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Tuesday, June 15, 1999 Published at 09:37 GMT 10:37 UK


UK Politics

Hague looks to fresh faces

Peter Lilley's "dump Thatcherism" speech got him sacked

Conservative leader William Hague has sacked his deputy Peter Lilley in a radical reshuffle of his shadow cabinet.


The BBC's Robin Oakley: Mr Hague has moved fast to consolidate his authority
He also promoted Ann Widdecombe and John Maples to become shadow home secretary and shadow foreign secretary respectively, while Theresa May takes over education and employment.


[ image:  ]
Other major shifts include John Redwood, who moves from trade and industry to environment and transport.

Liam Fox, the party's constitutional affairs spokesman, will replace Miss Widdecombe at health.

Another woman in the line-up is Angela Browning, who replaces Mr Redwood shadowing the trade secretary. She returns to the frontbench a year after resigning to look after her adult son who suffers from autism.

The move comes the day after the Tories scored overwhelming success in the European election.


Ann Widdecombe: We will go from strength to strength
Knives had been out for Mr Lilley within his own party since he made a speech intended to promote compassionate Conservatism, but interpreted as an attempt to dump Thatcherism.

A party spokesman said Mr Hague would take over the policy review the deputy leader had headed.


[ image: Ann Widdecombe: Promoted to shadow home secretary]
Ann Widdecombe: Promoted to shadow home secretary
"One of the aspects of this reshuffle is that Mr Hague wants to take direct personal responsibility for the policy review," he said.

"He feels that the clarity and the conviction he and the party were able to bring to the European elections campaign needs to be expanded into other areas of policy and he is very keen to see that happening in the coming months."

Mr Hague will be joined in shaping future Tory policy by Andrew Lansley, who led the Euro campaign and is promoted to a new role within the shadow cabinet.

Rising star

The shadow cabinet's rising star, Miss Widdecombe, denied the re-shuffle marked a shift to the right. She said: "Every single member of the shadow cabinet believes whole-heartedly that we should be in Europe and not run by Europe.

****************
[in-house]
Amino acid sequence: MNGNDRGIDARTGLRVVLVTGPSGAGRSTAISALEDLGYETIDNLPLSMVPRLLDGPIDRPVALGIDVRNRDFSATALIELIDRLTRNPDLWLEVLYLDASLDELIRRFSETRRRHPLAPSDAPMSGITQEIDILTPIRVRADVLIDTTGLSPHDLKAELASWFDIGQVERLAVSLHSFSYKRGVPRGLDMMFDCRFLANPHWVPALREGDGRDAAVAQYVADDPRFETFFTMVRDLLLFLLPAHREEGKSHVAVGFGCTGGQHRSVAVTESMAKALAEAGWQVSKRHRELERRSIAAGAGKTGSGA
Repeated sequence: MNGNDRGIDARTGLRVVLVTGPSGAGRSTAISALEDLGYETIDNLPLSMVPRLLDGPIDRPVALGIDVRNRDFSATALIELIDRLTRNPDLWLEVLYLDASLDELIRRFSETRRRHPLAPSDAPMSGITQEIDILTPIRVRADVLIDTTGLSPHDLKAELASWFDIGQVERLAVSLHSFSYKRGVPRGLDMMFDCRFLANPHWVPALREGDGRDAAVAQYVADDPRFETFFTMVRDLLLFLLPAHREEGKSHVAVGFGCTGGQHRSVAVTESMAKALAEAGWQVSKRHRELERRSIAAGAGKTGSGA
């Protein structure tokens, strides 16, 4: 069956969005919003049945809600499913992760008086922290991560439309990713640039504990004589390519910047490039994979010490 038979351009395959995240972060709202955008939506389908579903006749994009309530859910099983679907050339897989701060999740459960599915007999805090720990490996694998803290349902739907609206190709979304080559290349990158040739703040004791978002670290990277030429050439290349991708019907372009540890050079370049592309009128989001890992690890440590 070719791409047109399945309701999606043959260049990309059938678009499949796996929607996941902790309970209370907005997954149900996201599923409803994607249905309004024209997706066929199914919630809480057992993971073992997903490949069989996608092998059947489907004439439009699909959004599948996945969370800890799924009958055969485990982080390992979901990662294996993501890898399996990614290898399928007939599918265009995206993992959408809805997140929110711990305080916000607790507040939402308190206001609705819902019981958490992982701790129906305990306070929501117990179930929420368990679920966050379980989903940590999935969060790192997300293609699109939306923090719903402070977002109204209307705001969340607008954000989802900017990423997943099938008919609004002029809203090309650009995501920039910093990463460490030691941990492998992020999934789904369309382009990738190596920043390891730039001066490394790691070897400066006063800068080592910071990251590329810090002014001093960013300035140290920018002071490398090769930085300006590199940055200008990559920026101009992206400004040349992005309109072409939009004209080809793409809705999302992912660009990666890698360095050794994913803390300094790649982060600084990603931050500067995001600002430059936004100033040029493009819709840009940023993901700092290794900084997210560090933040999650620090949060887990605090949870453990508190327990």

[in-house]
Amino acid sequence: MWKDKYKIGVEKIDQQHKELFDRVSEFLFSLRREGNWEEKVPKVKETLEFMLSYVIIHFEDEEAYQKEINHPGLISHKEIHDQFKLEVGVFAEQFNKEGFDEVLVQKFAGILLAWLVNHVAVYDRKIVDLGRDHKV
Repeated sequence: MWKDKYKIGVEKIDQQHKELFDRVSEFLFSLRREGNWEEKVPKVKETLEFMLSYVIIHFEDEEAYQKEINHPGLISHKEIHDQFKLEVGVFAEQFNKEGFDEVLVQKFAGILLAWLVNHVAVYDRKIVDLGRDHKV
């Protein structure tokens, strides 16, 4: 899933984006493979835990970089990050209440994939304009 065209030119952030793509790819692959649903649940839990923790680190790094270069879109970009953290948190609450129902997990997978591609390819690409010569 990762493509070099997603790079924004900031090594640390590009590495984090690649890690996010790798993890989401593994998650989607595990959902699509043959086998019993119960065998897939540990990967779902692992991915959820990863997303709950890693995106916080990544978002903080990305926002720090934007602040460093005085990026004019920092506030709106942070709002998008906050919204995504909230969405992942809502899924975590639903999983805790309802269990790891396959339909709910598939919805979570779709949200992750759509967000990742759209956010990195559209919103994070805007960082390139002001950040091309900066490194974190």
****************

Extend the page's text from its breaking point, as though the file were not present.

"The party is and always has been both its right and its left."


[ image: William Hague: Changing faces around the table]
William Hague: Changing faces around the table
Miss Widdecombe refused to be drawn on whether Mr Lilley's political career was now over, and said comebacks are always possible.

"The day and the hour you start talking about new faces that means that some room has to be made. I don't think we need to speculate on the whys and the wherefores," she said.

The former deputy leader's problems began when he chose to question the dominance of the laissez faire approach in Conservative thinking.

In April, Mr Lilley challenged the assumption the Tories always favoured market solutions.

"Conservatism is not, never has been and never will be solely about free markets," he said.

Mr Hague announced no replacement for Mr Lilley, saying instead he had also decided to abolish the job.

Senior resignations

The decision by three senior members of the Tory team to stand down had made the reshuffle necessary.

But victory in the Euro poll afforded the party's leader the freedom to make major changes.


[ image: Tories are sticking with backing the pound]
Tories are sticking with backing the pound
Shadow Home Secretary Sir Norman Fowler, Shadow Foreign Secretary Michael Howard and Gillian Shephard, the party's spokesman on the environment, transport and the regions, had all announced their desire to leave the Tory frontbench.

But - following the emphasis on backing the pound in the European election campaign - previously senior Europhiles such as Ken Clarke and Michael Heseltine will not be coming back.

The strategy brought the party electoral success. It doubled its Euro-MPs, from 18 to 36.

The argument employed by Prime Minister Tony Blair is that shifting towards a harder Eurosceptic line may benefit the Tories now but will cost them further down the line.


Former Europe Minister David Davis advises William Hague to follow his instincts
Mr Hague instead insists his party has found an issue it has the same stance on as the majority of people and expects that to continue.

"We spoke up for the people of this country who do want to be in Europe, but not run by Europe," he said.



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